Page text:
Current and Ongoing Research
The Mills Longitudinal Study has focused on issues most relevant to the age of its participants, starting in their early 20's and following them through middle age, into early-old age. We are now in a particularly good position to study the new "older person." Most of the Mills women participated in the labor force. How do they occupy themselves? For those who have retired, how is their retirement going? We focus not so much on facts as on the psychological factors associated with making the most of these new circumstances.
Our current research has focused on four major areas:
- Personality change and development
- Emotional experience, expression, and regulation
- Relationships and Attachment
- Life Satisfaction and Well-Being
Representative citations are available from the Publications page.
Since its beginning, a central interest of the Mills Study has been how women adapt to the changing conditions of life over young adulthood and middle age. Our first studies showed the paths women followed from college to early middle age.
As the duration of our study has lengthened we have been able to extend our reach, to show common features and cohort influences in change over wide spans of adulthood. Some of this research has been done in collaboration with other investigators, across multiple longitudinal and cross sectional samples. Other studies have focused on particular areas, such as which women with creative potential become creative, or the demonstration that there are different ways of developing well (Helson & Srivastava, 2001).
Several recent publications focus on change over middle age. For example:
- Does personality change as the number of roles and commitments to partners, children, and jobs first increases in early middle age, and then later decreases as children leave home and people begin to retire?
- Across samples over middle age, what are the important ways in which women change in their feelings about life?
- Does being self-focused vs. other-focused in one's identity at age 43 predict when one will retire and how many grandchildren one will have at age 61?
- Across cohort and sample, does one's sense of the time one has left decrease in a linear way with age, or does relative amount of concern with opportunities and constraints produce bi-modality?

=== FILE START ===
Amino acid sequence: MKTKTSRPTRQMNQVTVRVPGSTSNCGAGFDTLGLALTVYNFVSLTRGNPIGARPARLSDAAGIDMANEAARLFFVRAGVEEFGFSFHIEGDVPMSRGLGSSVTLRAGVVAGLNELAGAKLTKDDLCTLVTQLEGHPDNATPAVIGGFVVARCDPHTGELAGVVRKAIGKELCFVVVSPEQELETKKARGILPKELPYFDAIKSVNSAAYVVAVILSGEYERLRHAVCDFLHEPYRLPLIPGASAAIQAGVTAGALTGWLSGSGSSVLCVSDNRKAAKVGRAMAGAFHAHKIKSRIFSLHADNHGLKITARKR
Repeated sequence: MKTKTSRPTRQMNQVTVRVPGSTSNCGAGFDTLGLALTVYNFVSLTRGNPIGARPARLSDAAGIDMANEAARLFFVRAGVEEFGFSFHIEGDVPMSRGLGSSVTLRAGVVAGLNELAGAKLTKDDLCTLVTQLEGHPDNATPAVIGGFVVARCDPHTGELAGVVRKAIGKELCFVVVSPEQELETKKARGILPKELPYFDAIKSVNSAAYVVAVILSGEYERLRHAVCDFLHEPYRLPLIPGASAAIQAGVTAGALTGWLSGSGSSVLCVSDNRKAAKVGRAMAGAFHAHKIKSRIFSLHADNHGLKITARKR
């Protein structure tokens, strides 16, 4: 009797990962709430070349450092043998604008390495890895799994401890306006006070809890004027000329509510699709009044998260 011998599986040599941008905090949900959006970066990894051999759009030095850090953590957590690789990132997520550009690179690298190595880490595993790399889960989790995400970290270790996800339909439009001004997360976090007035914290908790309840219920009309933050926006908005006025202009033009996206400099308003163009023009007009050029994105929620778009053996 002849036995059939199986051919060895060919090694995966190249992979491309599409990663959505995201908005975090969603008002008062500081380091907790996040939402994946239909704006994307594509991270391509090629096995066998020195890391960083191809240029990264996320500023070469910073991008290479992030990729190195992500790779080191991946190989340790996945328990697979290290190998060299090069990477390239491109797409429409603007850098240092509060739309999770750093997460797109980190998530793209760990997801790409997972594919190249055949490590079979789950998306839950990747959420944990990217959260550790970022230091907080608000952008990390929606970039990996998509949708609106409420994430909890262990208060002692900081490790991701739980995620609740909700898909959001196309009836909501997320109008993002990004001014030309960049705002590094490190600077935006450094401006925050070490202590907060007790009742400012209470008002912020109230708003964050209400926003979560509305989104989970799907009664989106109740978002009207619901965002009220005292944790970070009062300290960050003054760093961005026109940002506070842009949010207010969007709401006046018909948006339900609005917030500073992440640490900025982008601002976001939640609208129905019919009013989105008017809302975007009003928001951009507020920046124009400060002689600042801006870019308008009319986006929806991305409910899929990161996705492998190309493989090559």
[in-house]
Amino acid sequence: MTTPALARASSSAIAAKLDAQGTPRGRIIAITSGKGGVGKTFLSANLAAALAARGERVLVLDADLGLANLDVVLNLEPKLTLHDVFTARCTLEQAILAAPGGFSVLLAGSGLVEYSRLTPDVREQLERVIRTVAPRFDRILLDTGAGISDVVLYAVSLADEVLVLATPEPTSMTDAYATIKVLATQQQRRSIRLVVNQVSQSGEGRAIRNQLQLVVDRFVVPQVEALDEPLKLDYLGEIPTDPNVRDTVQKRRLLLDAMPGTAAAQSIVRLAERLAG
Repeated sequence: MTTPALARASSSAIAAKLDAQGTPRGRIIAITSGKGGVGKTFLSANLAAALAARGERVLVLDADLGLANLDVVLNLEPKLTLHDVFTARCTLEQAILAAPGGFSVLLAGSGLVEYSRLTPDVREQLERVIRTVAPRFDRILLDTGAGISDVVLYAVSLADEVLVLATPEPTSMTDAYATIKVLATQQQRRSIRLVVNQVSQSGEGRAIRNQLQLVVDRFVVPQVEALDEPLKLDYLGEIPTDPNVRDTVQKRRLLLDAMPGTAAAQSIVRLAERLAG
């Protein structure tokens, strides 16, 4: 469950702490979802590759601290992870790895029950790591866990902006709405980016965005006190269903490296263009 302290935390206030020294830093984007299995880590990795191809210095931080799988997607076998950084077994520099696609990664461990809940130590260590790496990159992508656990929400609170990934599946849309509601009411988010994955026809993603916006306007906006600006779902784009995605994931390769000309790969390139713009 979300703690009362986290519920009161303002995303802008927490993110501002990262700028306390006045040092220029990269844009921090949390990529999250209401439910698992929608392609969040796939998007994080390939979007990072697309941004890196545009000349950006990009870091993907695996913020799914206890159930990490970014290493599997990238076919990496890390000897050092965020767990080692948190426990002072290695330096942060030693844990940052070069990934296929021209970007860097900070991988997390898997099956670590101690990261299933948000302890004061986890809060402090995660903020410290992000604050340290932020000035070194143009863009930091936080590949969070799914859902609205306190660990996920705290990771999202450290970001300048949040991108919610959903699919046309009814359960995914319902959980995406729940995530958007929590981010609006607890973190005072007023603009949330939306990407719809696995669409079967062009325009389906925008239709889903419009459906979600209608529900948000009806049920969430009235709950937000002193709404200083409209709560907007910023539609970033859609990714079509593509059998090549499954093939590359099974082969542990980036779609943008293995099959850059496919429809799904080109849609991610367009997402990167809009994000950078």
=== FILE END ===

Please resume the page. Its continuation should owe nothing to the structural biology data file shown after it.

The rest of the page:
We have developed scales that will make possible research in other important areas, such as depression (John & Jay, 2004), self-esteem (Kwan, 2007), and the Big Five trait dimensions (Soto & John, 2009).
One area of special interest is emotional experience, expression, and regulation:
- Does the breadth of a woman's smile in her college yearbook predict her life satisfaction at age 52?
- Do positive and negative emotionality change differently over time in women and their partners?
- As people age, do they change in the way they regulate emotion and use more effective emotional regulation techniques?
Yet another area of interest is relationships and attachment:
- Does marital satisfaction increase over middle age, and if so, why?
- How do avoidantly and securely attached women differ?
- What are the characteristics of women whose children turn out well?
- How does a woman's partner affect her experience in having her first child, and how does her personality change in association with this event?
Adult Attachment interviews were conducted (and videotaped) with the women at age 61 and provide potentially valuable information - for example, see how a woman with an avoidant pattern of attachment became "securely attached" by age 61 (Mitchell, 2007).
We are now following up the Mills women at age 73. Our interests for this time of life include:
- The individual ways in which people time their retirement and either change or continue their activities as they enter their 70's
- Whether this period of life is one of the most fulfilling yet for some women, and how others maintain well-being even in adverse contexts
- How well previous patterns of personality, life situation, and well-being predict our participants well-being at age 70. The depth and breadth of our data gives us an exceptional opportunity to investigate lifespan-related questions.
- How personality changes or remains stable across the lifespan, using CPI and Big Five data from all six assessment years (ages 21 to 73).